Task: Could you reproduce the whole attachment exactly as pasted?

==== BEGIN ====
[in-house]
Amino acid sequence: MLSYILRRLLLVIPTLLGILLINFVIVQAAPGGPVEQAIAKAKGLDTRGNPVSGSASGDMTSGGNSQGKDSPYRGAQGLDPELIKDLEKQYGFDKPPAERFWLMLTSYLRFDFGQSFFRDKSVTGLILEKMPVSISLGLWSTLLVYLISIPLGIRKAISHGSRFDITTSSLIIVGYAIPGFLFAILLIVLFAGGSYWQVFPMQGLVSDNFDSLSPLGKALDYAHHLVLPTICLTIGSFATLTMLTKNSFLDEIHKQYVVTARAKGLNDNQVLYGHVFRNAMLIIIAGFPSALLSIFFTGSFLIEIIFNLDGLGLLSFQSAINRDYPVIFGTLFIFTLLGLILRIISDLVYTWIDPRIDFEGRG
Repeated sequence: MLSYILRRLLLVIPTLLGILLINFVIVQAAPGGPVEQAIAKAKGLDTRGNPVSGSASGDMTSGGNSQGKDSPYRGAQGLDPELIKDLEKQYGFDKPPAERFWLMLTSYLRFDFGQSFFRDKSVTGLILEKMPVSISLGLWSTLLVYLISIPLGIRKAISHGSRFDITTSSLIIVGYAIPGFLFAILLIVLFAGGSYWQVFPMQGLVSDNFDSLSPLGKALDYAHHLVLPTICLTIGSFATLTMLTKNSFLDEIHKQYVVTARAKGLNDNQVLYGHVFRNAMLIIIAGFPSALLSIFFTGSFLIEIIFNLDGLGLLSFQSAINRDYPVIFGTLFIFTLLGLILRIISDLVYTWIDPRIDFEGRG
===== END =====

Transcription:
[in-house]
Amino acid sequence: MLSYILRRLLLVIPTLLGILLINFVIVQAAPGGPVEQAIAKAKGLDTRGNPVSGSASGDMTSGGNSQGKDSPYRGAQGLDPELIKDLEKQYGFDKPPAERFWLMLTSYLRFDFGQSFFRDKSVTGLILEKMPVSISLGLWSTLLVYLISIPLGIRKAISHGSRFDITTSSLIIVGYAIPGFLFAILLIVLFAGGSYWQVFPMQGLVSDNFDSLSPLGKALDYAHHLVLPTICLTIGSFATLTMLTKNSFLDEIHKQYVVTARAKGLNDNQVLYGHVFRNAMLIIIAGFPSALLSIFFTGSFLIEIIFNLDGLGLLSFQSAINRDYPVIFGTLFIFTLLGLILRIISDLVYTWIDPRIDFEGRG
Repeated sequence: MLSYILRRLLLVIPTLLGILLINFVIVQAAPGGPVEQAIAKAKGLDTRGNPVSGSASGDMTSGGNSQGKDSPYRGAQGLDPELIKDLEKQYGFDKPPAERFWLMLTSYLRFDFGQSFFRDKSVTGLILEKMPVSISLGLWSTLLVYLISIPLGIRKAISHGSRFDITTSSLIIVGYAIPGFLFAILLIVLFAGGSYWQVFPMQGLVSDNFDSLSPLGKALDYAHHLVLPTICLTIGSFATLTMLTKNSFLDEIHKQYVVTARAKGLNDNQVLYGHVFRNAMLIIIAGFPSALLSIFFTGSFLIEIIFNLDGLGLLSFQSAINRDYPVIFGTLFIFTLLGLILRIISDLVYTWIDPRIDFEGRG